"Salaam!" He waves. "Hello!"

I quickly cover my head with the hood of my chador, but it's more than evident that the two of us, wet and dripping, just came from the hot springs together. The man, named Kamrun, invites us inside. Bobby slips in first. It is, it turns out, a very small tent stuffed with seven middle-aged Iranian men. In the center is a lit propane tank, its giant flame threatening to incinerate everyone inside. I pause at the doorway, the men gaping at me in disbelief. When I wave to them, they forget, momentarily, to respond. Bobby takes a corner seat, and I squeeze in between him and Kamrun. It occurs to me that I must be committing my second sin of the evening: fraternizing after dark with strange men in a very small tent.

Kamrun is the youngest of the group, maybe in his late 30s and the owner of a pizza shop, and he showers us with pistachios and hard candies. We're fed like kings, and just when I think the hospitality can get no better, a grinning man named Mustafa pulls out his pièce de résistance: a large bottle of Armenian vodka.

"My, my, my," I say.

Mustafa extracts lemons and sugar from his bag and prepares what will cause my third sin of the evening. No wonder the inhabitants of this tent are up at an ungodly hour.

But our little tent is a microcosm of larger Iran, and so, of course, there are dissenters: a man in a red shirt, sitting across from me, and his bespectacled friend. Both take umbrage at the appearance of the illegal alcohol, and Red Shirt seizes the bottle and begins to pour out its contents over a tin of cinders. This creates a major fire hazard until Mustafa, unperturbed—as if he regularly must rescue his vodka from the hands of wrongdoers—seizes back the bottle and continues his mixing of the fixings.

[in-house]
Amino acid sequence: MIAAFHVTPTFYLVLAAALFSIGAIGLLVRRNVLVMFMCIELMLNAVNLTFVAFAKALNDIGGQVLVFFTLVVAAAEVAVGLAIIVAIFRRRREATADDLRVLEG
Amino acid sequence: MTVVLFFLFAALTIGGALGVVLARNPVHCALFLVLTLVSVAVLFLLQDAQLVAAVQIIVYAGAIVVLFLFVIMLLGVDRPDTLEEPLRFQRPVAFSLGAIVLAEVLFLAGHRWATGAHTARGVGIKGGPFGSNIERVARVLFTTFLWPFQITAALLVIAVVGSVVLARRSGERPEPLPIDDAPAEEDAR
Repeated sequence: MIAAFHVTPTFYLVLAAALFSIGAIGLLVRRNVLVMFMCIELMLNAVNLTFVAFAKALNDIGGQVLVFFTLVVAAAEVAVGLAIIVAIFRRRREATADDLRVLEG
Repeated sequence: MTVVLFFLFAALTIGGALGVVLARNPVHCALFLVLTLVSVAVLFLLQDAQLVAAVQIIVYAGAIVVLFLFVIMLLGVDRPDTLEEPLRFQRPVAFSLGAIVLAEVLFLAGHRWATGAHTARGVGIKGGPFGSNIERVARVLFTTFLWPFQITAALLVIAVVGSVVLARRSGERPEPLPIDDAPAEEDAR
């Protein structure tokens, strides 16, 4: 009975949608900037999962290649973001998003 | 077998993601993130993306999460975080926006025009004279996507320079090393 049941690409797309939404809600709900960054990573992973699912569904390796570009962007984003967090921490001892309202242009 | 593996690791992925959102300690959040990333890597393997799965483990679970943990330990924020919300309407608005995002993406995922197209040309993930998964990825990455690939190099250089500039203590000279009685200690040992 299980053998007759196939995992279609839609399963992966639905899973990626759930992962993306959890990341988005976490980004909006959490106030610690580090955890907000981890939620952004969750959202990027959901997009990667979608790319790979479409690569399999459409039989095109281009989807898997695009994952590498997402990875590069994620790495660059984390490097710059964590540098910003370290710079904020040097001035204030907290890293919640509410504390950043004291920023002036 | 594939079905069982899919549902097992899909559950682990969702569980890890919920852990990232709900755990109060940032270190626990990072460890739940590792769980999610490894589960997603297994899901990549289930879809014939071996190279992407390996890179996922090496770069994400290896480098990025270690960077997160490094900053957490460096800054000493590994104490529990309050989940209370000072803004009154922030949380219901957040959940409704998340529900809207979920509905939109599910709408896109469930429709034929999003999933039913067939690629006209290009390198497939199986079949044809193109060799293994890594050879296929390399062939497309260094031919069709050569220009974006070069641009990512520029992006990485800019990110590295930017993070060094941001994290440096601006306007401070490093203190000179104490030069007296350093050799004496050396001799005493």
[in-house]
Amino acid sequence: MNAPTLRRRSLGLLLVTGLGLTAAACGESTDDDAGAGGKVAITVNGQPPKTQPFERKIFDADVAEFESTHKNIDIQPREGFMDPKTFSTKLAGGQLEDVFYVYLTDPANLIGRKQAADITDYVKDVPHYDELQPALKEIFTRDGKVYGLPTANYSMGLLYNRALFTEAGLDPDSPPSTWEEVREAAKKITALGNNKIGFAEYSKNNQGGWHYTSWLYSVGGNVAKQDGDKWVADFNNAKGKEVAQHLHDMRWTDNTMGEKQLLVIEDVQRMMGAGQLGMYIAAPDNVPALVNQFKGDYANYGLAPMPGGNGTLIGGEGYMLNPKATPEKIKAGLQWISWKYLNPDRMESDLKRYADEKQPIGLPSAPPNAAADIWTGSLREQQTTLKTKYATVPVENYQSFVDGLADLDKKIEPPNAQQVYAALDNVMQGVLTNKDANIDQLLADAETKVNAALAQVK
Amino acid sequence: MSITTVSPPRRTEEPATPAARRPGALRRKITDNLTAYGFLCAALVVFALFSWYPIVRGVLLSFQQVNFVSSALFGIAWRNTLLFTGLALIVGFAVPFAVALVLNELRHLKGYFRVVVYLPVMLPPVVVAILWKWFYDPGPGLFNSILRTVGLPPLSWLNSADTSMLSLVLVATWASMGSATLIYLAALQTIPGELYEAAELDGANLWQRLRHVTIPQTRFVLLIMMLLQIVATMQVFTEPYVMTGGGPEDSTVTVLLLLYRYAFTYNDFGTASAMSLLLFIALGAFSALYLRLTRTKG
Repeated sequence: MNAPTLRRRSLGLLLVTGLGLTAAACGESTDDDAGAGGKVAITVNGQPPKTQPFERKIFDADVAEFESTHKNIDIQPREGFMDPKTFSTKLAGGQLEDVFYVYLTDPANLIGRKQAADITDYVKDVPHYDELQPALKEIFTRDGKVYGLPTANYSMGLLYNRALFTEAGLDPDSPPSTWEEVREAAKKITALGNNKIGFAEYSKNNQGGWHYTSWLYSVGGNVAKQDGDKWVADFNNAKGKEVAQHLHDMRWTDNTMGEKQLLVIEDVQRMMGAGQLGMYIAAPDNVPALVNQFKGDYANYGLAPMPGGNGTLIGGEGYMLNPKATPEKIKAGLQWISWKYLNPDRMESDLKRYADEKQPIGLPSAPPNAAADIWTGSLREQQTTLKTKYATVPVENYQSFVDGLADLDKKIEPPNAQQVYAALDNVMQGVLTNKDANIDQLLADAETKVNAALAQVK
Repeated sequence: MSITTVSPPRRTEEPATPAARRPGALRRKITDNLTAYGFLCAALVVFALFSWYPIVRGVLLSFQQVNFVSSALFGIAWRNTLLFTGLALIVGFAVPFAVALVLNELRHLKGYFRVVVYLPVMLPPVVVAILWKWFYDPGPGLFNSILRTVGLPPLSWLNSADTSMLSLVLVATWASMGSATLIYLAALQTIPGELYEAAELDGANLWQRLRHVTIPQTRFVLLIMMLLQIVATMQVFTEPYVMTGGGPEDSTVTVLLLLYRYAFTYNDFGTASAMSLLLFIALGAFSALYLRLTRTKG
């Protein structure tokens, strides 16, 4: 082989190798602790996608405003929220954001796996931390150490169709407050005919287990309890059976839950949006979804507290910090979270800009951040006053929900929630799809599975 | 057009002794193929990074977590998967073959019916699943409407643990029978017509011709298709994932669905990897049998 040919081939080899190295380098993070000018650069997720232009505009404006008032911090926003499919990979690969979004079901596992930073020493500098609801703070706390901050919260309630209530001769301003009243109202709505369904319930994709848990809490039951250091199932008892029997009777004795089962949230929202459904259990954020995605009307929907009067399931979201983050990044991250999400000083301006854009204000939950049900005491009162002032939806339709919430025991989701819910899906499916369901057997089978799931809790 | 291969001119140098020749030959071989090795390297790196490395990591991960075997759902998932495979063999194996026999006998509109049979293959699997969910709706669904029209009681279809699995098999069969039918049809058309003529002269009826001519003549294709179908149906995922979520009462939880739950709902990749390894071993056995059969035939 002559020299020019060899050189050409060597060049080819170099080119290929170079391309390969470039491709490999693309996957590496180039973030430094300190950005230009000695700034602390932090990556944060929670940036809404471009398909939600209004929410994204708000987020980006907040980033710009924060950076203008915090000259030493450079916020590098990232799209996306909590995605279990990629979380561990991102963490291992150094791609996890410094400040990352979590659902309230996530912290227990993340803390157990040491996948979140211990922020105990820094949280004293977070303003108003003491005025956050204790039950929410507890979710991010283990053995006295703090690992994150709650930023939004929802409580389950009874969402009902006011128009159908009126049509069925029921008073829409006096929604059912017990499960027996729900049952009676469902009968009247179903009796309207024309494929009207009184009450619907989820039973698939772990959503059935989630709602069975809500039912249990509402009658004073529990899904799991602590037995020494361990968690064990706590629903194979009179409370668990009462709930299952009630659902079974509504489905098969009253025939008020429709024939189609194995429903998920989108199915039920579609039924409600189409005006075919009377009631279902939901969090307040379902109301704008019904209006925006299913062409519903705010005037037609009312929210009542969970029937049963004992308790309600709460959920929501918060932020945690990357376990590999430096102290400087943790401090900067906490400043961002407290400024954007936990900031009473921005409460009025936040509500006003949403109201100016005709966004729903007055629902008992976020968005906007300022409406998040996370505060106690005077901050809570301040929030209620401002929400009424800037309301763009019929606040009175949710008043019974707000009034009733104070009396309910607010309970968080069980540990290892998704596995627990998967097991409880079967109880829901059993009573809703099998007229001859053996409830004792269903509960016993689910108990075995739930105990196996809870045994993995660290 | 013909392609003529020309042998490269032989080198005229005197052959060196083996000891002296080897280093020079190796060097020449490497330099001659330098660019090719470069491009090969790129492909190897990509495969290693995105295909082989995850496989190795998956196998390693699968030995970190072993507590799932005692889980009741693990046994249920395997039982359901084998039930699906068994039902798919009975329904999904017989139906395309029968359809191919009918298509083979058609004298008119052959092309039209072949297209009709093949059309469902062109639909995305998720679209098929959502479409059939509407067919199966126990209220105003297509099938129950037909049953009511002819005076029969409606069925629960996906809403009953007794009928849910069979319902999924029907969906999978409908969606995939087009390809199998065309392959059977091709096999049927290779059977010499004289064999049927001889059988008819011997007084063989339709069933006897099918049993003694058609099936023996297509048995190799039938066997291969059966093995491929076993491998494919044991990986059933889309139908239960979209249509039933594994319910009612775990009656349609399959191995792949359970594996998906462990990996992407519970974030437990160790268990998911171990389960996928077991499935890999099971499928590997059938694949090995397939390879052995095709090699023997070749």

Bobby receives the first glass. He takes a sip and offers it to me, the dissenters eyeing me disapprovingly. Drink from this glass, I see, and I will lose whatever remains of my feminine virtue.

"Oh, what the hell," I say.

I drink. It tastes like lemon-flavored turpentine or some vile moonshine. I give Mustafa back the glass. Bobby, not normally much of a drinker, sits back and assumes a cool, calm air, as if he has spent all his life smoking and drinking with Iranian men crowded into small tents.

"Dam-it garm!—May your breath be warm!" Mustafa declares, raising his glass. All the drinkers in the tent chime in and hit their glasses together. This becomes our phrase of solidarity. Whenever one of the dissenters begins to protest, we all raise our voices in one great cheer: "Dam-it garm!"

Several drinks later, the bottle of vodka is seriously depleted. Red Shirt has made two more attempts to dump its contents on the cinders, and the tension in the tent remains high. I figure it's about time we leave, and Bobby agrees. We put down our glasses, thank our hosts, and depart.

As we retreat into the darkness, Mustafa and Kamrun yell out their plea of "Dam-it garm!" to a universe erupting with stars.

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Iran Photo Gallery

Cover: Adventure magazine

Our November 2006 issue features the best new adventure travel trips; an exclusive look inside Iran; a Greenland global warming report; backcountry spas; digital cameras; travel Web sites; weekend getaways; and more.